Arrange the following compounds in order of increasing reactivity towards SN2 reaction enter image description here

According to me, the order should be P>Q>S>R as more hindrance should result in lesser reactivity but answer given in the book is P>R>Q>S. Why is the reactivity of R greater than that of Q and S even though the leaving group is on a $2^\circ$ carbon.

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    $\begingroup$ Possibly the stability of the benzylic cation is more important than hindrance is determing the rate between P and R $\endgroup$ – Waylander Aug 10 '20 at 10:25
  • $\begingroup$ Where is this from? $\endgroup$ – Safdar Aug 10 '20 at 14:03
  • $\begingroup$ @Safdar Himanshu Pandey $\endgroup$ – Robin Singh Aug 10 '20 at 15:36
  • $\begingroup$ @Waylander Easy to miss that this question is specific to $S_{\mathrm{N}}2$ reactivity. $\endgroup$ – Zhe Aug 11 '20 at 0:34

The reactivity of the SN2 reaction is determined by the stability of its transition state. More stable the transition state (hereby referred to as TS), lower will the activation energy be for the reaction, and therefore, the reactivity increases.

Let's first have a look at the transition state of an SN2 reaction.$^{[1]}$

Diagram of transition state

What you see inside the square brackets is the transition state, Nu represents the incoming nucleophile, while X represents the outgoing leaving group (both bearing a partial negative charge).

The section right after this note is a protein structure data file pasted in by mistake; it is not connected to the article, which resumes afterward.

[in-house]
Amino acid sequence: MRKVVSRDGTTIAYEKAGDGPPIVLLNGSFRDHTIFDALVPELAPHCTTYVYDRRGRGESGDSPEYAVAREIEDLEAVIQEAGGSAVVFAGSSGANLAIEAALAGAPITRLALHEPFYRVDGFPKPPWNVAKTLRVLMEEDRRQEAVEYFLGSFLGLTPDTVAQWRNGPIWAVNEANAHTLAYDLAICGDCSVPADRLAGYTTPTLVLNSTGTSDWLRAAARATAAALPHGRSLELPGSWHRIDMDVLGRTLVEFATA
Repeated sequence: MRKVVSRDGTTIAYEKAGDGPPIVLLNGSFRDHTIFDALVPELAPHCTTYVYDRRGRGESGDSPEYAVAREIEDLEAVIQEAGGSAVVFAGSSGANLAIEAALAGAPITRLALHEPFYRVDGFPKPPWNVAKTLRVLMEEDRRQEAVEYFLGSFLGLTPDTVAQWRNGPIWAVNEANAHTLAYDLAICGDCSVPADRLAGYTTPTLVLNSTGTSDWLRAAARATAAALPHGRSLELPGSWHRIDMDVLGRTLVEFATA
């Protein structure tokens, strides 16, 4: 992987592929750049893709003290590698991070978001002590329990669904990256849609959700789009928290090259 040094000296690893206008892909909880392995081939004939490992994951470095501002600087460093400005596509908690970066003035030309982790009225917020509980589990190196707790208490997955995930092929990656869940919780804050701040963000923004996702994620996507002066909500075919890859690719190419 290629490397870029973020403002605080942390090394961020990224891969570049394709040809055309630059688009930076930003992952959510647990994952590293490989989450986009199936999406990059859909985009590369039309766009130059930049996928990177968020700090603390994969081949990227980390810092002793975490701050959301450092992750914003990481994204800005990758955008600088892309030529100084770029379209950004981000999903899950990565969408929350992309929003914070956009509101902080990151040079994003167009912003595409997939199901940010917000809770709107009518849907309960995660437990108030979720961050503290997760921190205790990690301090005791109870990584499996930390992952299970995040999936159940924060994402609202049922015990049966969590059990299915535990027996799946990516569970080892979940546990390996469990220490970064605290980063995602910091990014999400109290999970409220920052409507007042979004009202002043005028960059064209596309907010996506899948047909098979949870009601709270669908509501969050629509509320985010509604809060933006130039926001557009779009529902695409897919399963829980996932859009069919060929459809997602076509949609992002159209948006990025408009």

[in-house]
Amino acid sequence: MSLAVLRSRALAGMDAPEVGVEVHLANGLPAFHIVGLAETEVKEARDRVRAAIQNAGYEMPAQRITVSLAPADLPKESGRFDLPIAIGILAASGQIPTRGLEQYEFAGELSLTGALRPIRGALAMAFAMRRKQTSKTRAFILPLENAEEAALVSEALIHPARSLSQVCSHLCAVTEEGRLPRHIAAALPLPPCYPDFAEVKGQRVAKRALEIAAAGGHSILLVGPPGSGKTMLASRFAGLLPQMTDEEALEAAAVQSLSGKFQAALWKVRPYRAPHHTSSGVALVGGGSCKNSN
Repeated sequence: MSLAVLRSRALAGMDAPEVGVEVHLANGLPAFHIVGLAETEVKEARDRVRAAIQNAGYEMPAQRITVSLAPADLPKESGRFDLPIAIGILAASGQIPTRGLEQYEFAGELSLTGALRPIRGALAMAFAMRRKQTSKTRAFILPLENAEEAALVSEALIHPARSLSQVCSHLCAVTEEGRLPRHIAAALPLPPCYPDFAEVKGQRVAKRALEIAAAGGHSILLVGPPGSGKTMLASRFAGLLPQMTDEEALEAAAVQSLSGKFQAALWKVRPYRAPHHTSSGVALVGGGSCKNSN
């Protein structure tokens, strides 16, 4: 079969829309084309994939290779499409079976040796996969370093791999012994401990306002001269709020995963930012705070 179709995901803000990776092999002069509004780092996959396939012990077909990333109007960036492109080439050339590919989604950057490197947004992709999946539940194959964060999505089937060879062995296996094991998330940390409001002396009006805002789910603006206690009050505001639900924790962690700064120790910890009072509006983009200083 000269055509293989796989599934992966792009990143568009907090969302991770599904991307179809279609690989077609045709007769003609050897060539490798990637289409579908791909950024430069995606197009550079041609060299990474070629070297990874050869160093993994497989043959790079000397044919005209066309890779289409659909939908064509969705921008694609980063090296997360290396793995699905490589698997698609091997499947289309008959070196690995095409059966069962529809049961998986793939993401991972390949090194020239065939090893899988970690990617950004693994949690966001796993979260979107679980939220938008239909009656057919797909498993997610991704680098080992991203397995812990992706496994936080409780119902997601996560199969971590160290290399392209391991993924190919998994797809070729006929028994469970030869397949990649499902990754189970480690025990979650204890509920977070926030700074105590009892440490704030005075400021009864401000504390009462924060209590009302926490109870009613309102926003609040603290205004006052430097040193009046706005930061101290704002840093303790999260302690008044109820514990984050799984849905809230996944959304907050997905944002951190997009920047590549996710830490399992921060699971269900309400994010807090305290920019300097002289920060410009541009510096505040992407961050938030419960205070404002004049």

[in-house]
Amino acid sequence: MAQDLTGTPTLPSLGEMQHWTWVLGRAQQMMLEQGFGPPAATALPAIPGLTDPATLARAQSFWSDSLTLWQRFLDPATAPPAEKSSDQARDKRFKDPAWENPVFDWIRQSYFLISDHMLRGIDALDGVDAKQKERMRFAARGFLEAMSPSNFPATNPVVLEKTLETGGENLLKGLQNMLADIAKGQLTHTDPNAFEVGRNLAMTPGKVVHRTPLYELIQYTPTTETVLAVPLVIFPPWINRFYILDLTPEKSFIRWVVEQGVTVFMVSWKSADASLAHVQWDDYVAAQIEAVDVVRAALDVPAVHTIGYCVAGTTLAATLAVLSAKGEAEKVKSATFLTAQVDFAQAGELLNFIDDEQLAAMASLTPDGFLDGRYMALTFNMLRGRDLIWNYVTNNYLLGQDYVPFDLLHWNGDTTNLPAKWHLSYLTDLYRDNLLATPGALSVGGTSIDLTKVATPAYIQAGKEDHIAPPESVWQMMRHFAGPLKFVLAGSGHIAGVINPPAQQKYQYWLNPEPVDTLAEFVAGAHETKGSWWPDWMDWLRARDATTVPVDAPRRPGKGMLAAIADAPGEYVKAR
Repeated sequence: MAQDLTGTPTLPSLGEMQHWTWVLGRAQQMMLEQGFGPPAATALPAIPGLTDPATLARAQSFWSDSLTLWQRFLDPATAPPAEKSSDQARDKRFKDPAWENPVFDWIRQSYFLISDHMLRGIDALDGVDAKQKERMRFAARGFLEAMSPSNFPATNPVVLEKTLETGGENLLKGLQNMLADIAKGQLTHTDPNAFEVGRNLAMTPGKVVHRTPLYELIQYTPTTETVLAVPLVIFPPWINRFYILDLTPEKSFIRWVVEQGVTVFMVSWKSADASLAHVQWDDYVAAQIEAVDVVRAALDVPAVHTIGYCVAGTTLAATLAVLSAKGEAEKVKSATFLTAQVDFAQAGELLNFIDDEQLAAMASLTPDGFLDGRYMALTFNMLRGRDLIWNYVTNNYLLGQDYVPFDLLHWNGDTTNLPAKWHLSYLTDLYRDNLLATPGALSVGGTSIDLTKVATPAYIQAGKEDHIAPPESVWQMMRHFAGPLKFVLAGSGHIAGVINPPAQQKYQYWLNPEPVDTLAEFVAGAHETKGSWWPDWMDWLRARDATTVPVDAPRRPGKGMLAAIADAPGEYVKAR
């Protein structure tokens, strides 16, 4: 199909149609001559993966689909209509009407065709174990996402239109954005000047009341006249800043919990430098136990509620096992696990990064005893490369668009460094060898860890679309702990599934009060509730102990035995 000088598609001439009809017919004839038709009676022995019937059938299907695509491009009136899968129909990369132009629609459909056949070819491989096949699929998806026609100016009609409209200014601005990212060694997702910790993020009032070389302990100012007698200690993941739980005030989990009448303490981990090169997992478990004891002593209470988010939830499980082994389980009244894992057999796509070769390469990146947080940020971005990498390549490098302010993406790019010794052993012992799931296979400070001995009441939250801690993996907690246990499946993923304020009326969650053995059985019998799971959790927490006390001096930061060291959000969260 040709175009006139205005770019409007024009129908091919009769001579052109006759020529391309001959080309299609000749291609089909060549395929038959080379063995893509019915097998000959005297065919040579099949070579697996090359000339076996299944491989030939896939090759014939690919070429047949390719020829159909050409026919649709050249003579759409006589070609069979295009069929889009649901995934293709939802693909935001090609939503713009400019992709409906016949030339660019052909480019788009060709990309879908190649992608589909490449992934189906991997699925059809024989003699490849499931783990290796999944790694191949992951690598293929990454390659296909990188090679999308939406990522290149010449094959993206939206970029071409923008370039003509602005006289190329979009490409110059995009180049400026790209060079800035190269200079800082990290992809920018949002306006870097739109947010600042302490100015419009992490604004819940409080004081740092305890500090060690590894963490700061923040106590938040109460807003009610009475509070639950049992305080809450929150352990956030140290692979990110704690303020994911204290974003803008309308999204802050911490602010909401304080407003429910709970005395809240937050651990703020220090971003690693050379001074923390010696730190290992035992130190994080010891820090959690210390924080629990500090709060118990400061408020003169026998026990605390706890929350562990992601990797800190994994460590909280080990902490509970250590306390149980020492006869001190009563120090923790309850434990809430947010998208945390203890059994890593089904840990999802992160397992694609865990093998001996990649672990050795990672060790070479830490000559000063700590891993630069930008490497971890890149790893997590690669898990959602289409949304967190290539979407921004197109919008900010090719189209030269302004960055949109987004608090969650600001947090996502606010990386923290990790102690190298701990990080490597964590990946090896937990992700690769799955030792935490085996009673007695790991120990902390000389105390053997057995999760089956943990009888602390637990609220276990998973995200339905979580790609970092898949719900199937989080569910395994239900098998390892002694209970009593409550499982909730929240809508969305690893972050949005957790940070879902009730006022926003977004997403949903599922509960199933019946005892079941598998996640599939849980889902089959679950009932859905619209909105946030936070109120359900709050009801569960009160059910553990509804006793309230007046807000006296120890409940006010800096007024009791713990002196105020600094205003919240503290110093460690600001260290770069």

In this transition state, the carbon atom in the middle has a p orbital that shares one pair of electrons between the old and the new bonds. This suggests that the transition state for an SN2 reaction has a more or less planar carbon atom at the centre with the nucleophile and the leaving group arranged at $180$° to each other.

The point to be noted here is that the p-type orbital of carbon in the TS stays directly perpendicular to the plane formed by its three substituents, which is the same as the plane of the ring (in this case, all the three hydrogens shown in red). This means that sterically bulky groups which are present in the plane of the ring, and directly protrude towards the site of reaction (which is still perpendicular to this plane) and therefore will have a much bigger effect in inhibiting the entry of the incoming nucleophile as compared to those outside it.